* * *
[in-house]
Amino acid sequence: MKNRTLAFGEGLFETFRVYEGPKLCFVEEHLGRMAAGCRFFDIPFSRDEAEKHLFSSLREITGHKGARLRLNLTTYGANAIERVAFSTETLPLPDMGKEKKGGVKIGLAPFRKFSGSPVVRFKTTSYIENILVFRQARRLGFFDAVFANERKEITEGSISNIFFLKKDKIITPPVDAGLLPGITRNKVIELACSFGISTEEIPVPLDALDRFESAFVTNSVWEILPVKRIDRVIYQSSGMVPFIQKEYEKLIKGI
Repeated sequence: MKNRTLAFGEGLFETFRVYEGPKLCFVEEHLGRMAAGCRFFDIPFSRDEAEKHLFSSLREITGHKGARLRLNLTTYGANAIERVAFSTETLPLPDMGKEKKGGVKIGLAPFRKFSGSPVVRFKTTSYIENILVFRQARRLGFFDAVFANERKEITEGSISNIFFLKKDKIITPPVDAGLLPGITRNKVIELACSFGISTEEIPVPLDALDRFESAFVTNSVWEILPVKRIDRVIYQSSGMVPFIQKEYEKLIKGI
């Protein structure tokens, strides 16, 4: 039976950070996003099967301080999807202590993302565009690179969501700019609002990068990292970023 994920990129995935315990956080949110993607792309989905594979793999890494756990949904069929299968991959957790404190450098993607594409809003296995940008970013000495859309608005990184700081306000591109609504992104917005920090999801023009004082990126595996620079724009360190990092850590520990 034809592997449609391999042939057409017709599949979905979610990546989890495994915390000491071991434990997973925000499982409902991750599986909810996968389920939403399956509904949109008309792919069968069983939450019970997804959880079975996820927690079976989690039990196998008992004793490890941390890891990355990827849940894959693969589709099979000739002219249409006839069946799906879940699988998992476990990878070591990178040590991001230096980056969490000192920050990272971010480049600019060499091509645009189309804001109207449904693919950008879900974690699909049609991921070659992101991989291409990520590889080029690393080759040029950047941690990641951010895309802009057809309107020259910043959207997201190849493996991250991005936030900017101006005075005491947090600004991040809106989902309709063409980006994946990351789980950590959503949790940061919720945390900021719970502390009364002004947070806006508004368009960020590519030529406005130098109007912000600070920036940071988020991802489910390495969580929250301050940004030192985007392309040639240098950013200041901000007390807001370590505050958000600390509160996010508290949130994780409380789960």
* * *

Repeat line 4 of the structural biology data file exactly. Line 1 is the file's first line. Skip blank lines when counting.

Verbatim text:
């Protein structure tokens, strides 16, 4: 039976950070996003099967301080999807202590993302565009690179969501700019609002990068990292970023 994920990129995935315990956080949110993607792309989905594979793999890494756990949904069929299968991959957790404190450098993607594409809003296995940008970013000495859309608005990184700081306000591109609504992104917005920090999801023009004082990126595996620079724009360190990092850590520990 034809592997449609391999042939057409017709599949979905979610990546989890495994915390000491071991434990997973925000499982409902991750599986909810996968389920939403399956509904949109008309792919069968069983939450019970997804959880079975996820927690079976989690039990196998008992004793490890941390890891990355990827849940894959693969589709099979000739002219249409006839069946799906879940699988998992476990990878070591990178040590991001230096980056969490000192920050990272971010480049600019060499091509645009189309804001109207449904693919950008879900974690699909049609991921070659992101991989291409990520590889080029690393080759040029950047941690990641951010895309802009057809309107020259910043959207997201190849493996991250991005936030900017101006005075005491947090600004991040809106989902309709063409980006994946990351789980950590959503949790940061919720945390900021719970502390009364002004947070806006508004368009960020590519030529406005130098109007912000600070920036940071988020991802489910390495969580929250301050940004030192985007392309040639240098950013200041901000007390807001370590505050958000600390509160996010508290949130994780409380789960």